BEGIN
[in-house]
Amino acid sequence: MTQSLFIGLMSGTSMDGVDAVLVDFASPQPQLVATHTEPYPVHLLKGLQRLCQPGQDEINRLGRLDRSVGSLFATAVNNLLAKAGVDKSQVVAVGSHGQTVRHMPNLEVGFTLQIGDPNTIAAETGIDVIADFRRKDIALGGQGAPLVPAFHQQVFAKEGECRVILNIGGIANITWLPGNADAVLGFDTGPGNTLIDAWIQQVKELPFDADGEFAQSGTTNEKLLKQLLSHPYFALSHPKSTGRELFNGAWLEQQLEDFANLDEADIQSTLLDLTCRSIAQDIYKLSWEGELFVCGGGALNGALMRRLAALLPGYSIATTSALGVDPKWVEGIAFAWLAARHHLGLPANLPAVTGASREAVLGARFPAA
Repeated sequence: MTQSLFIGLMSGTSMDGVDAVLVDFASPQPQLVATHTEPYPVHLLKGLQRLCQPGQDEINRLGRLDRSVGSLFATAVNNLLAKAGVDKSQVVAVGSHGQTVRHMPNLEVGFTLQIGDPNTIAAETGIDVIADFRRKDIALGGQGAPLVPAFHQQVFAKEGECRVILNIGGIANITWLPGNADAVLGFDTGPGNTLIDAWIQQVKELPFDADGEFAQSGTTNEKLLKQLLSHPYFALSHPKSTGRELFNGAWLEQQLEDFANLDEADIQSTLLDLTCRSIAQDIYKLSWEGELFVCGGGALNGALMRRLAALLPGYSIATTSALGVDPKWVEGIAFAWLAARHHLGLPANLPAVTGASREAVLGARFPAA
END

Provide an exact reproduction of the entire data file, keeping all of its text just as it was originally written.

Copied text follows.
[in-house]
Amino acid sequence: MTQSLFIGLMSGTSMDGVDAVLVDFASPQPQLVATHTEPYPVHLLKGLQRLCQPGQDEINRLGRLDRSVGSLFATAVNNLLAKAGVDKSQVVAVGSHGQTVRHMPNLEVGFTLQIGDPNTIAAETGIDVIADFRRKDIALGGQGAPLVPAFHQQVFAKEGECRVILNIGGIANITWLPGNADAVLGFDTGPGNTLIDAWIQQVKELPFDADGEFAQSGTTNEKLLKQLLSHPYFALSHPKSTGRELFNGAWLEQQLEDFANLDEADIQSTLLDLTCRSIAQDIYKLSWEGELFVCGGGALNGALMRRLAALLPGYSIATTSALGVDPKWVEGIAFAWLAARHHLGLPANLPAVTGASREAVLGARFPAA
Repeated sequence: MTQSLFIGLMSGTSMDGVDAVLVDFASPQPQLVATHTEPYPVHLLKGLQRLCQPGQDEINRLGRLDRSVGSLFATAVNNLLAKAGVDKSQVVAVGSHGQTVRHMPNLEVGFTLQIGDPNTIAAETGIDVIADFRRKDIALGGQGAPLVPAFHQQVFAKEGECRVILNIGGIANITWLPGNADAVLGFDTGPGNTLIDAWIQQVKELPFDADGEFAQSGTTNEKLLKQLLSHPYFALSHPKSTGRELFNGAWLEQQLEDFANLDEADIQSTLLDLTCRSIAQDIYKLSWEGELFVCGGGALNGALMRRLAALLPGYSIATTSALGVDPKWVEGIAFAWLAARHHLGLPANLPAVTGASREAVLGARFPAA